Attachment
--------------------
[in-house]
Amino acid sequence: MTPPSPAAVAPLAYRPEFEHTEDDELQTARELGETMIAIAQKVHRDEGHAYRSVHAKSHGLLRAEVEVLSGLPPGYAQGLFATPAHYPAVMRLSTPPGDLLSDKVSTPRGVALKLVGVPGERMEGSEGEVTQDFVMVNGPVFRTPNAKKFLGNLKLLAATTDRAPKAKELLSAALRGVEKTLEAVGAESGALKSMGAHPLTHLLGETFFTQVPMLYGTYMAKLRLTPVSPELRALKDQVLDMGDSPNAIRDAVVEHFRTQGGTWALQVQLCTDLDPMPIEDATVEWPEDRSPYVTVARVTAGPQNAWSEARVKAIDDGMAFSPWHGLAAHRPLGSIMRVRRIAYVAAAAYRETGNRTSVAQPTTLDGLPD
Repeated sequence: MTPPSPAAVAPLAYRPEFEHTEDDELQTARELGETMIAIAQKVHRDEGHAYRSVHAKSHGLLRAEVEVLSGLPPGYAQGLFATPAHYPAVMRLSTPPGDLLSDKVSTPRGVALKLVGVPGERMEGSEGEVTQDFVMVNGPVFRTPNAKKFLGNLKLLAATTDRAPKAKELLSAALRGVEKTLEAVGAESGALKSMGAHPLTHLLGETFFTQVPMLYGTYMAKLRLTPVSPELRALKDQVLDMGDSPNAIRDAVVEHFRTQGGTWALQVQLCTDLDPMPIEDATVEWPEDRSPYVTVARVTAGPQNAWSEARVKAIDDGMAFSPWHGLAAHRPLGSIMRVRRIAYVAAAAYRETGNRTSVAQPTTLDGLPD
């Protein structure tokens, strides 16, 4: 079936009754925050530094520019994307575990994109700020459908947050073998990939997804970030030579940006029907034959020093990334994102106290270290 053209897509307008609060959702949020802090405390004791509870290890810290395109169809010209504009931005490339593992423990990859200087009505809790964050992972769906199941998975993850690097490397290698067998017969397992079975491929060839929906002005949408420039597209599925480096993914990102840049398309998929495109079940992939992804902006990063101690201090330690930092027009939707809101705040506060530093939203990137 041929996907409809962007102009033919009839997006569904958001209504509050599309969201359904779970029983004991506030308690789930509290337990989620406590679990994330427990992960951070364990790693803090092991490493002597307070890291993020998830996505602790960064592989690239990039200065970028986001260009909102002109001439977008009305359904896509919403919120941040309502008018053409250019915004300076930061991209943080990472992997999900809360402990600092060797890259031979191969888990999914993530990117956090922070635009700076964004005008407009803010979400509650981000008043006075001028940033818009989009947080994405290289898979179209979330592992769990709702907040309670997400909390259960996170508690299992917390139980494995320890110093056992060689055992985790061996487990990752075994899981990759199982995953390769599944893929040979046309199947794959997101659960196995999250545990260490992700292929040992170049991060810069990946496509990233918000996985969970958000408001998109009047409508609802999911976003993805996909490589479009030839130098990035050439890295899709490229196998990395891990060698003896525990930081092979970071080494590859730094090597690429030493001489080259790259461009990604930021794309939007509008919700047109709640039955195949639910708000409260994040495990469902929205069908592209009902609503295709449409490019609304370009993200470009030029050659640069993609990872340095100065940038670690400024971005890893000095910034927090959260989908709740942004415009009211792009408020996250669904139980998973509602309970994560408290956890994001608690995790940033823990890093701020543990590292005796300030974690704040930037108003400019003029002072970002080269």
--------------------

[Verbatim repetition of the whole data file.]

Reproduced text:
[in-house]
Amino acid sequence: MTPPSPAAVAPLAYRPEFEHTEDDELQTARELGETMIAIAQKVHRDEGHAYRSVHAKSHGLLRAEVEVLSGLPPGYAQGLFATPAHYPAVMRLSTPPGDLLSDKVSTPRGVALKLVGVPGERMEGSEGEVTQDFVMVNGPVFRTPNAKKFLGNLKLLAATTDRAPKAKELLSAALRGVEKTLEAVGAESGALKSMGAHPLTHLLGETFFTQVPMLYGTYMAKLRLTPVSPELRALKDQVLDMGDSPNAIRDAVVEHFRTQGGTWALQVQLCTDLDPMPIEDATVEWPEDRSPYVTVARVTAGPQNAWSEARVKAIDDGMAFSPWHGLAAHRPLGSIMRVRRIAYVAAAAYRETGNRTSVAQPTTLDGLPD
Repeated sequence: MTPPSPAAVAPLAYRPEFEHTEDDELQTARELGETMIAIAQKVHRDEGHAYRSVHAKSHGLLRAEVEVLSGLPPGYAQGLFATPAHYPAVMRLSTPPGDLLSDKVSTPRGVALKLVGVPGERMEGSEGEVTQDFVMVNGPVFRTPNAKKFLGNLKLLAATTDRAPKAKELLSAALRGVEKTLEAVGAESGALKSMGAHPLTHLLGETFFTQVPMLYGTYMAKLRLTPVSPELRALKDQVLDMGDSPNAIRDAVVEHFRTQGGTWALQVQLCTDLDPMPIEDATVEWPEDRSPYVTVARVTAGPQNAWSEARVKAIDDGMAFSPWHGLAAHRPLGSIMRVRRIAYVAAAAYRETGNRTSVAQPTTLDGLPD
């Protein structure tokens, strides 16, 4: 079936009754925050530094520019994307575990994109700020459908947050073998990939997804970030030579940006029907034959020093990334994102106290270290 053209897509307008609060959702949020802090405390004791509870290890810290395109169809010209504009931005490339593992423990990859200087009505809790964050992972769906199941998975993850690097490397290698067998017969397992079975491929060839929906002005949408420039597209599925480096993914990102840049398309998929495109079940992939992804902006990063101690201090330690930092027009939707809101705040506060530093939203990137 041929996907409809962007102009033919009839997006569904958001209504509050599309969201359904779970029983004991506030308690789930509290337990989620406590679990994330427990992960951070364990790693803090092991490493002597307070890291993020998830996505602790960064592989690239990039200065970028986001260009909102002109001439977008009305359904896509919403919120941040309502008018053409250019915004300076930061991209943080990472992997999900809360402990600092060797890259031979191969888990999914993530990117956090922070635009700076964004005008407009803010979400509650981000008043006075001028940033818009989009947080994405290289898979179209979330592992769990709702907040309670997400909390259960996170508690299992917390139980494995320890110093056992060689055992985790061996487990990752075994899981990759199982995953390769599944893929040979046309199947794959997101659960196995999250545990260490992700292929040992170049991060810069990946496509990233918000996985969970958000408001998109009047409508609802999911976003993805996909490589479009030839130098990035050439890295899709490229196998990395891990060698003896525990930081092979970071080494590859730094090597690429030493001489080259790259461009990604930021794309939007509008919700047109709640039955195949639910708000409260994040495990469902929205069908592209009902609503295709449409490019609304370009993200470009030029050659640069993609990872340095100065940038670690400024971005890893000095910034927090959260989908709740942004415009009211792009408020996250669904139980998973509602309970994560408290956890994001608690995790940033823990890093701020543990590292005796300030974690704040930037108003400019003029002072970002080269």